Mr. Hurd

No, Sir.

Ms. Clare Short

Does the Secretary of State admit that the only policy that the British Government have for Northern Ireland is desperately to keep the lid on it and that they have no solution to all the conflict, misery and death? Does he agree that Britain is simply willing to wait until some explosion occurs to force constructive action that will bring us to a long-term settlement?

Mr. Hurd

The hon. Lady cannot have read the communiqué from the summit or what has been said since. Her description of our policy is a travesty. On the one hand, for the reason that I have just given, we are searching for closer and more effective co-operation between the United Kingdom and the Republic of Ireland. Within the Province, a particular part of my job is to do my best to encourage those who are elected to represent the different traditions there to come together and to show that the institutions of the Province exist to serve all its inhabitants.

Mr. Dubs

While making every possible allowance for the Secretary of State's newness to his job, may I ask whether the right hon. Gentleman is not aware that his mind-boggling complacency will arouse the anger of many people who want to see a settlement of our difficulties in Northern Ireland? Does he realise— if not, is it not about time that he did so—that his speeches and the conduct of the Prime Minister are a stab in the back for the Prime Minister of the Republic and the hopes of many people for peace in both parts of Ireland?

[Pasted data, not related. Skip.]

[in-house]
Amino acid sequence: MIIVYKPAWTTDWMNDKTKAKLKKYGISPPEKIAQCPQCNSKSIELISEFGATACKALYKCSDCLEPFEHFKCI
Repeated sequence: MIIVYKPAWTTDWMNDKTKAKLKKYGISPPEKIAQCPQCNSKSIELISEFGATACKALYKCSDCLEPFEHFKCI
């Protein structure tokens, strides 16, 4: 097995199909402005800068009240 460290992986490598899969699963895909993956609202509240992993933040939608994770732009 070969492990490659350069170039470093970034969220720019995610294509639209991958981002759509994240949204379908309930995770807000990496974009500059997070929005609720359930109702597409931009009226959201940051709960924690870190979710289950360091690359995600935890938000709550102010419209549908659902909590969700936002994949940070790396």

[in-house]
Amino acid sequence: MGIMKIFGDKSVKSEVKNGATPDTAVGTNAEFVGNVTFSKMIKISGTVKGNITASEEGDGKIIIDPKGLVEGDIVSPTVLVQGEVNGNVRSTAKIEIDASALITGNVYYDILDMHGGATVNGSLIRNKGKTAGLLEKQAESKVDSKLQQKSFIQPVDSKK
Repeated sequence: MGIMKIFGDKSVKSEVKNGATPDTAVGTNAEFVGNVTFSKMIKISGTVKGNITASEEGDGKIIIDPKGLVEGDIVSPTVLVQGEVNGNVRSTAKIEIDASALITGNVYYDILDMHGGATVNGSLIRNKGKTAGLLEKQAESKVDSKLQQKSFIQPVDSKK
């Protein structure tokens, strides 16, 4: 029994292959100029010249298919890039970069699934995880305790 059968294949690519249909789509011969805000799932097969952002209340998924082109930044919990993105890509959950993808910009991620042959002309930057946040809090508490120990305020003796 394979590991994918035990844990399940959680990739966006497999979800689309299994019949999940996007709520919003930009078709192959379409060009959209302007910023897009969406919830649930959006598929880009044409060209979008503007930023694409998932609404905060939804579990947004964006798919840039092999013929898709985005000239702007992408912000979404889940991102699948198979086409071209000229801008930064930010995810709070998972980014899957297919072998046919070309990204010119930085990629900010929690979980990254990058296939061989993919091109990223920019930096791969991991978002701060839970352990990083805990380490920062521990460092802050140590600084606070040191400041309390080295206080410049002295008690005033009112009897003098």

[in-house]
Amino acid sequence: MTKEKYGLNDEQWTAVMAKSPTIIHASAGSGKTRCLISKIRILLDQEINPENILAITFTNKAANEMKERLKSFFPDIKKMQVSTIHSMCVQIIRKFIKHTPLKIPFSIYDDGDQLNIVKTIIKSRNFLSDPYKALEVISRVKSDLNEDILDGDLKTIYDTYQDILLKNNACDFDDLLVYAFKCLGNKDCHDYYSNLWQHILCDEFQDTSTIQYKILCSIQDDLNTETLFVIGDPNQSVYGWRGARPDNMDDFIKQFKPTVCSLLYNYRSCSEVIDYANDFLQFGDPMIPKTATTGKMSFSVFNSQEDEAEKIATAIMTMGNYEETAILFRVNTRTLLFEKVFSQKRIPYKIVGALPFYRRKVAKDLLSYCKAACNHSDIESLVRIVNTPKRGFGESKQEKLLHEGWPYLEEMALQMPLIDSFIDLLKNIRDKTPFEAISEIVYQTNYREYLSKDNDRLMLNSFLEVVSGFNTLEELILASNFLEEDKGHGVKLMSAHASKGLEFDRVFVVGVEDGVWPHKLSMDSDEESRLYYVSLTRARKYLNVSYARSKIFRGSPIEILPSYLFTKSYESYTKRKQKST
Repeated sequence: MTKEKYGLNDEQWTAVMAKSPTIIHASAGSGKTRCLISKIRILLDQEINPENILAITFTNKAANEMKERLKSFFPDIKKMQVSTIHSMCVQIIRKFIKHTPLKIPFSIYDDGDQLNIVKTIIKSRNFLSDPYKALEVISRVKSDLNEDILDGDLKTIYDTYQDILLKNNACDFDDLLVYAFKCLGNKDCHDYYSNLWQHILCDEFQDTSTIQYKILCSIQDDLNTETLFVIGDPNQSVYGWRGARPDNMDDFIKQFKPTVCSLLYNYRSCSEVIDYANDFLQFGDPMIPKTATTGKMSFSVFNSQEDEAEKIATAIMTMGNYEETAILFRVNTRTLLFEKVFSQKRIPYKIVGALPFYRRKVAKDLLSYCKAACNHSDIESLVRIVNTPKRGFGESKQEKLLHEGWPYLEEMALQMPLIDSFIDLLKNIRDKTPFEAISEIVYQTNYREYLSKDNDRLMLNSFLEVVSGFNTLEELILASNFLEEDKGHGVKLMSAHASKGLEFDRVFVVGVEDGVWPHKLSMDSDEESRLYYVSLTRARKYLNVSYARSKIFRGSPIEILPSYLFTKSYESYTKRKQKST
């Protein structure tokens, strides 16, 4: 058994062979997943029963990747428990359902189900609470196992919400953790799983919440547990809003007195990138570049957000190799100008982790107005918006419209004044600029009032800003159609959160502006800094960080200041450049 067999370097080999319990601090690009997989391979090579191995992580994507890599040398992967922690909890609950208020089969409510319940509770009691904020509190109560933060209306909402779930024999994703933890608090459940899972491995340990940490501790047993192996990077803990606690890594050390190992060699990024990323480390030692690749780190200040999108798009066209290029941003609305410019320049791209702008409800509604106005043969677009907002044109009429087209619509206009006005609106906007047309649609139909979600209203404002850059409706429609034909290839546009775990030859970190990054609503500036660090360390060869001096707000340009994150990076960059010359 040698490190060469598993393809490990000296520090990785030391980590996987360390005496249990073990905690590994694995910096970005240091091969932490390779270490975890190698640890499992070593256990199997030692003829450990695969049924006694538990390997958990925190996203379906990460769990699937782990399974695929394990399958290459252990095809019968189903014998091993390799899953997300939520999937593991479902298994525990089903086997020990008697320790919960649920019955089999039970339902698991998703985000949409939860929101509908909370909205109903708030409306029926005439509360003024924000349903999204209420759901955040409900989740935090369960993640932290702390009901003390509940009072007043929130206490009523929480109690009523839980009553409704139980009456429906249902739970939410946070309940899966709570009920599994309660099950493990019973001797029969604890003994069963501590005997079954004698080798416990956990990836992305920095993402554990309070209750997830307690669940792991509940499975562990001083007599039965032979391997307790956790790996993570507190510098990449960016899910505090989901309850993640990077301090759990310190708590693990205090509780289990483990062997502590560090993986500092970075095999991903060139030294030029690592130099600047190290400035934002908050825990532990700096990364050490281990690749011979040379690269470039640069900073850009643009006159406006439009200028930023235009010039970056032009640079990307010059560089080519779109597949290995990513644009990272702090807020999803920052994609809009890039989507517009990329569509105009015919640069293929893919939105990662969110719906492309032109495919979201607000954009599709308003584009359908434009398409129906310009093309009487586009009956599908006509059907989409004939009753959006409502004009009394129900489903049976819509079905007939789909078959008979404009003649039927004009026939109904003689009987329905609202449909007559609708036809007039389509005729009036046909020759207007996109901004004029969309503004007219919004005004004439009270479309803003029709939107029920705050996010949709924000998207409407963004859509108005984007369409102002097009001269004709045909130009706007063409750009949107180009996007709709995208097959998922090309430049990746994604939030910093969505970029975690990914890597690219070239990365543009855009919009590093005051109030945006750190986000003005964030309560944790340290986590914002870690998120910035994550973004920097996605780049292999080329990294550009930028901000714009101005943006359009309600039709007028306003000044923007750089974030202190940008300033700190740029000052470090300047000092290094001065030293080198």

Mr. Hurd

I am amazed that the hon. Gentleman, who is usually fair in his comments and criticism, should take up that theme. I shall, with great pleasure, send him the transcripts of the press conferences of both my right hon. Friend and myself, and with his usual fair-mindedness he can judge for himself. I am not in the least complacent—no member of the Government is—about the situation in the Province. The levels of violence are unacceptable, the levels of unemployment are deeply tragic and disturbing, and the political institutions are obviously not normal.

Mr. Archer

I welcome the Secretary of State to his first Northern Ireland Question Time since assuming his present high office. Has he grasped the catastrophic change in atmosphere which has taken place since the summit, with parties which were previously prepared to talk and exchange proposals now expressing bitterness and frustration, and with everyone adding his three penn'orth of petrol to the fire? Is the right hon. Gentleman not appalled at the fact that this change has stemmed from the crass insensitivity of the Prime Minister following the summit meeting, and is there any reason to hope for anything better from the February summit?

Mr. Hurd

I am glad that the right hon. and learned Gentleman mentioned the February summit, because there is work to be done along the lines that I indicated—but not altering the constitutional status of the problem—on which we need the co-operation of the Irish Republic. I do not agree with the rest of what he said. I refer the right hon. and learned Gentleman back to the communiqué issued after Chequers, which sets out the lines of work which the two Governments agreed to follow. That is what we are doing.

Forward to